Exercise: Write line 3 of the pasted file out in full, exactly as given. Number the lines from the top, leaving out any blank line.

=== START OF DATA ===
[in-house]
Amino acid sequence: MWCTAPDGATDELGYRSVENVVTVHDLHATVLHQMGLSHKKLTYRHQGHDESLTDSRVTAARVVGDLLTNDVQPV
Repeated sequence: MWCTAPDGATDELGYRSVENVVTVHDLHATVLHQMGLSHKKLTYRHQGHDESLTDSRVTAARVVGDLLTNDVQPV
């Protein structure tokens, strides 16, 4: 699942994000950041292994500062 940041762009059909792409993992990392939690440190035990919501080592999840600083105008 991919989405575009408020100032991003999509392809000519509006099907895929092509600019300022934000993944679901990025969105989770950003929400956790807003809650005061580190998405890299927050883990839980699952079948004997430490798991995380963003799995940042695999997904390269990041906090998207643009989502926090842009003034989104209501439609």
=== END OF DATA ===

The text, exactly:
Repeated sequence: MWCTAPDGATDELGYRSVENVVTVHDLHATVLHQMGLSHKKLTYRHQGHDESLTDSRVTAARVVGDLLTNDVQPV